Metaphysical positions are, by definition, simultaneously comprised of both ontological positions and epistemological positions (in that metaphysics is the branch of philosophy devoted to both ontology and epistemology). The proposition in question, "Truth in general can only have reality through being Known to be true," is an instance of epistemological idealism: http://en.wikipedia.org/wiki/Epistemological_idealism

Note that just because I'm linking to a wiki article for convenience doesn't indicate my only experience with these ideas is from wikipedia- same goes for your comment "because your understanding of Kant is based on Wikipedia rather than on actually reading Kant"-- I have read quite a bit of the Critique of Pure Reason, and I'm not at all alone in my interpretation of his stance.

TheGrammarBolshevik wrote:Kant in fact includes a section, the "Refutation of Idealism," in the B edition of the first Critique, and regards the whole of the Transcendental Aesthetic and Transcendental Analytic as a sustained refutation of Berkeley's "dogmatic idealism," which corresponds roughly to the view that you espouse here. Also, because your understanding of Kant is based on Wikipedia rather than on actually reading Kant, you mistakenly attribute to him the view that "the reality of external objects does not admit of strict proof," when in fact this is a view that he attributes to previous thinkers as an error (see Critique of Pure Reason, A edition p. 38).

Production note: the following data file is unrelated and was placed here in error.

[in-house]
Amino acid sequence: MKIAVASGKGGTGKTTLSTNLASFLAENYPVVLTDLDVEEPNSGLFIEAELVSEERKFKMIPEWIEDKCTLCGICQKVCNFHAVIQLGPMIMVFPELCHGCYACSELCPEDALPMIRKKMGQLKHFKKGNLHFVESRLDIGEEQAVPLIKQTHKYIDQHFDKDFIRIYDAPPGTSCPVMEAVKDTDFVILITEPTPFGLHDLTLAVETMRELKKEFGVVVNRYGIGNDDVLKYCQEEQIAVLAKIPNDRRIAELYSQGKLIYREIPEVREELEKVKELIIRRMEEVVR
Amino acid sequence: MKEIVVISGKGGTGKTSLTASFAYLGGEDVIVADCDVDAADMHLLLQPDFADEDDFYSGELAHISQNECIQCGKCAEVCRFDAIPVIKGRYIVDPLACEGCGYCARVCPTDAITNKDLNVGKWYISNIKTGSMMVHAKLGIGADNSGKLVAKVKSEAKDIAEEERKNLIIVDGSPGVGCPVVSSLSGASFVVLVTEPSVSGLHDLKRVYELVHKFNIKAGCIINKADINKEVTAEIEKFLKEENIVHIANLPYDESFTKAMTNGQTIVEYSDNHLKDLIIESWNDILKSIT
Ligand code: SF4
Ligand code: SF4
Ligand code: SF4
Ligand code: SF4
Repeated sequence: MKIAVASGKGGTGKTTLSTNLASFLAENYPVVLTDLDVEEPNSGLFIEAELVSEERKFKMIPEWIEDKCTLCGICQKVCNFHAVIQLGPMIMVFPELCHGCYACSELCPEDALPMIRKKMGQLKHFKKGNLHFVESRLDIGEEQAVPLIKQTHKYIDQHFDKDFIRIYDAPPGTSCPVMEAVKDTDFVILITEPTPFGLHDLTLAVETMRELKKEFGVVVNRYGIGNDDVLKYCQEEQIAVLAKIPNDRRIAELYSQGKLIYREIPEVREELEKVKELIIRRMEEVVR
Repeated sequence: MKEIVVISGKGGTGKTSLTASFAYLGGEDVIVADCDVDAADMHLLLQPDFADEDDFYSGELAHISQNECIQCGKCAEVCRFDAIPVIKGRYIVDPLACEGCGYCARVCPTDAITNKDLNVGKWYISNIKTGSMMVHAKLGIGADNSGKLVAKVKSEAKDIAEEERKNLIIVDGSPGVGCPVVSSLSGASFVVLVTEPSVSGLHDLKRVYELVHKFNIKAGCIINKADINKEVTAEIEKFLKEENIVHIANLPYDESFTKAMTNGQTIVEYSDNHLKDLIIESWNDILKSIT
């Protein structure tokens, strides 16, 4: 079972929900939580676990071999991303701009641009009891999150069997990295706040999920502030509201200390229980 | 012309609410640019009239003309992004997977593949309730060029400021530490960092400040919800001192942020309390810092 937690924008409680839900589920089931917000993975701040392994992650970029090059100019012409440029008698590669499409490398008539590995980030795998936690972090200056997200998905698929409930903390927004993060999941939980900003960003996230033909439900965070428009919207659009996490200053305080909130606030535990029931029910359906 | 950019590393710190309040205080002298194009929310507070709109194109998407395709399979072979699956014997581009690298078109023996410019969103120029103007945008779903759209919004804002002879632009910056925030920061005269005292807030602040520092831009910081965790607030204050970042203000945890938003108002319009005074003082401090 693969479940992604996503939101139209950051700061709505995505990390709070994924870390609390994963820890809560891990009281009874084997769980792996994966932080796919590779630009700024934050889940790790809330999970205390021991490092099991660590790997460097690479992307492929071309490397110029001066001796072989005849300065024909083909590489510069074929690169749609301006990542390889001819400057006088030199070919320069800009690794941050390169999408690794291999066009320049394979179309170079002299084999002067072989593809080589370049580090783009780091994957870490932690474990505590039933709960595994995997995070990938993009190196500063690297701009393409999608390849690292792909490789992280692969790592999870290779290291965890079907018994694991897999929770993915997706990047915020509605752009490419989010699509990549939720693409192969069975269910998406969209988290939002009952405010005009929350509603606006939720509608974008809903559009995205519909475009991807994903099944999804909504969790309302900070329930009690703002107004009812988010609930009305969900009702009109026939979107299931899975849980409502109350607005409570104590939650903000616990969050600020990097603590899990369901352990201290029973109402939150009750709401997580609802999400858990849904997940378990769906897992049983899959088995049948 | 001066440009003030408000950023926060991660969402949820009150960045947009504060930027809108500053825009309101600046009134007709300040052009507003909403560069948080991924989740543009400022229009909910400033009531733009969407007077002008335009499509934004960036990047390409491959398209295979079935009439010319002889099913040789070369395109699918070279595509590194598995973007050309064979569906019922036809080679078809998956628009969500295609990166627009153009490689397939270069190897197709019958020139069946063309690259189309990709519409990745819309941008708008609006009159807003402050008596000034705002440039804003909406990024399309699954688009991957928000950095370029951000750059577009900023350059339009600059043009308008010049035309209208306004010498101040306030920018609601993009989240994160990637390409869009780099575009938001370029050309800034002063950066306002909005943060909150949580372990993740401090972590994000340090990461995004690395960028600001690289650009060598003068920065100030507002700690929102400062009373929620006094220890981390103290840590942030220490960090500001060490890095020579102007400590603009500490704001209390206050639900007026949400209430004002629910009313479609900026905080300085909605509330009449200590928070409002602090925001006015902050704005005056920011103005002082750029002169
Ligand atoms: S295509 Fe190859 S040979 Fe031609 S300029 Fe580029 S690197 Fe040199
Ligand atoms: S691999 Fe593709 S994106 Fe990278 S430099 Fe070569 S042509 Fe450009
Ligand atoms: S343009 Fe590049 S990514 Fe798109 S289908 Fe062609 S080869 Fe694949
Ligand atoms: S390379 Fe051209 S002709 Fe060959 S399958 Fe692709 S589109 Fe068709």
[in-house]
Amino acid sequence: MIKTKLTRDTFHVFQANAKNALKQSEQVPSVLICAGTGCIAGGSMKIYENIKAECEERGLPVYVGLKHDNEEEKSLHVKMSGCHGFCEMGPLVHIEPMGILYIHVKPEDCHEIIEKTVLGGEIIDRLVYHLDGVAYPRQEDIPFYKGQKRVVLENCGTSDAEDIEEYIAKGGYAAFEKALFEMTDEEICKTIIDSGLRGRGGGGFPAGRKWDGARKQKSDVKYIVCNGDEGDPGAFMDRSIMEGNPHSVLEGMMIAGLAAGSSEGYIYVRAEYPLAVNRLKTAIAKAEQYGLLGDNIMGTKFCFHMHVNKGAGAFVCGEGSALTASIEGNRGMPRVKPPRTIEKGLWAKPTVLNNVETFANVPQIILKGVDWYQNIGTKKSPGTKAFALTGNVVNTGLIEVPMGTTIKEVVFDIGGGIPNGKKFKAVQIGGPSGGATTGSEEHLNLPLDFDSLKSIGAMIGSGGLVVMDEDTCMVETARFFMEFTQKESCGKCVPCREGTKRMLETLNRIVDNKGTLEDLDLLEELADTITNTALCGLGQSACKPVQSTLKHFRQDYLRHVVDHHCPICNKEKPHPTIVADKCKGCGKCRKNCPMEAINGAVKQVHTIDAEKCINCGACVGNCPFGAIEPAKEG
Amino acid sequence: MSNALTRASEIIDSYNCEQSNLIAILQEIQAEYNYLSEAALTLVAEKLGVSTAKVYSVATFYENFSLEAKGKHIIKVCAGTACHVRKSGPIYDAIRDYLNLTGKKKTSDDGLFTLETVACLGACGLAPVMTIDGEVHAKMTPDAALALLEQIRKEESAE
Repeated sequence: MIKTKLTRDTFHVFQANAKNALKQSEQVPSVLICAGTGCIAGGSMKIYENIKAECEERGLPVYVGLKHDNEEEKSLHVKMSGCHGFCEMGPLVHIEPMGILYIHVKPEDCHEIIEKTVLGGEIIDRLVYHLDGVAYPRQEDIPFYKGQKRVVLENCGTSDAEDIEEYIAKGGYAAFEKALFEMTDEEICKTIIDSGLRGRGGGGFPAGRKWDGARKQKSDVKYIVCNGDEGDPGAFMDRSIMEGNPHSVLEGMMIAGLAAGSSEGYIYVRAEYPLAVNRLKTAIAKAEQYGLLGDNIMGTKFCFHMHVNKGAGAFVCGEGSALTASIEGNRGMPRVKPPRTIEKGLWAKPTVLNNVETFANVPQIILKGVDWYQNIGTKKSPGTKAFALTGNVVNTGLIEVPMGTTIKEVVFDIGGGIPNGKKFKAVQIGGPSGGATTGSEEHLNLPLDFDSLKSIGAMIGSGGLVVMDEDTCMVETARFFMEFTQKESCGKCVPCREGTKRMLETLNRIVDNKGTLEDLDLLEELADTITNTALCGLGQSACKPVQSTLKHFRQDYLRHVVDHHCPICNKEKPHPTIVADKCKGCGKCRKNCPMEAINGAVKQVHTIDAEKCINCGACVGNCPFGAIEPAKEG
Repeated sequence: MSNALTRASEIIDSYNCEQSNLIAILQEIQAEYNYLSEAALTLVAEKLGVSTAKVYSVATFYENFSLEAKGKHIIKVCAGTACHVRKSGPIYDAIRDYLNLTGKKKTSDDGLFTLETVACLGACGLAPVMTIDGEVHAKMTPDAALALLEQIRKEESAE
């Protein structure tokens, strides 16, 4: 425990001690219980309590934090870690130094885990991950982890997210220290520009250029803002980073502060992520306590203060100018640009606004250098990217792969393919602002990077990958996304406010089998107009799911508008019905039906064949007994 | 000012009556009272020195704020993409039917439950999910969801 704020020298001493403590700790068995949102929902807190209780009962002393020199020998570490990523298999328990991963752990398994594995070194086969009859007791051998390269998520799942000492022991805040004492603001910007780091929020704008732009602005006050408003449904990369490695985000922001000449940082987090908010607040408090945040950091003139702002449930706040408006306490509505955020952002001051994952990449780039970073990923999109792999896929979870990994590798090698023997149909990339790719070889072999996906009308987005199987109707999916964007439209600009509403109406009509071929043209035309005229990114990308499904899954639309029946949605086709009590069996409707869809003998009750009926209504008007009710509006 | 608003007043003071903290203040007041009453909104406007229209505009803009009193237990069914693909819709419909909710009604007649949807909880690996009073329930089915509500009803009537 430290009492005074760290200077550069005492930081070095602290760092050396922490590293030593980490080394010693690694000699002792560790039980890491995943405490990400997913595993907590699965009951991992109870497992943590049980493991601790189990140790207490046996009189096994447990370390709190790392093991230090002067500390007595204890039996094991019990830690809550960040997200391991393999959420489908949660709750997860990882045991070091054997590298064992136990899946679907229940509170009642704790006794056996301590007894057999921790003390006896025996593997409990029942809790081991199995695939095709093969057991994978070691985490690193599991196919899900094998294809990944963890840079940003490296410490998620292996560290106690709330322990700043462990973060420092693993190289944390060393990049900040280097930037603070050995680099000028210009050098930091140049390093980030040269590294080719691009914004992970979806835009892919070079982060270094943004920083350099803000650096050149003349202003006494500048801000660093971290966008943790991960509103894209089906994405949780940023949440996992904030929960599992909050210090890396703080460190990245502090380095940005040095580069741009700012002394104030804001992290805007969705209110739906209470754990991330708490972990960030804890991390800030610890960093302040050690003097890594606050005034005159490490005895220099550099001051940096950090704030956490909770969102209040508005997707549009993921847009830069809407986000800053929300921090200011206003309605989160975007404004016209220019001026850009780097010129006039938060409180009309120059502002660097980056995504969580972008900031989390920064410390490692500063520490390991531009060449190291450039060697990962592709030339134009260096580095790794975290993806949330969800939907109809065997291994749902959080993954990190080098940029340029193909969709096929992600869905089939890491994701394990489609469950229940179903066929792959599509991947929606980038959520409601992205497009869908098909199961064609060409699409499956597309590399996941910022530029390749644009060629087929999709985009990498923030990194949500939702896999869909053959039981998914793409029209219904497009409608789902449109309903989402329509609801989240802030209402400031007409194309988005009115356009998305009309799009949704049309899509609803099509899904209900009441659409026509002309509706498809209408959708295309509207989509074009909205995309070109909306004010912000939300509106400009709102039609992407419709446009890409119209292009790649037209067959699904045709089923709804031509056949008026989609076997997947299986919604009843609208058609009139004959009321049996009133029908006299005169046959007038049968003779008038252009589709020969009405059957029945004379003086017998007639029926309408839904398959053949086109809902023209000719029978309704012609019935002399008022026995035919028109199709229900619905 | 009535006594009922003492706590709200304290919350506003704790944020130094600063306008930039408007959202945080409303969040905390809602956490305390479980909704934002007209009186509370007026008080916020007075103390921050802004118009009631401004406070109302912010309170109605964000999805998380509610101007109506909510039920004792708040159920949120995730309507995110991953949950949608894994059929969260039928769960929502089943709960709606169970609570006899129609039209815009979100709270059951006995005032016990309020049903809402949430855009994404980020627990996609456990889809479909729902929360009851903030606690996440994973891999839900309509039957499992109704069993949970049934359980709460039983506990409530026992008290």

Here the epistemological/ontological distinction is crucial, because Kant's refutation that you speak of regards the ontological side of the idealist coin: (from Stanford.edu, regarding) "Kant intends to refute what he calls problematic idealism, according to which the existence of objects outside us in space is 'doubtful and indemonstrable.'"

It's a stance regarding the ontological status of "things in themselves", unrelated to the epistemological viewpoint in question.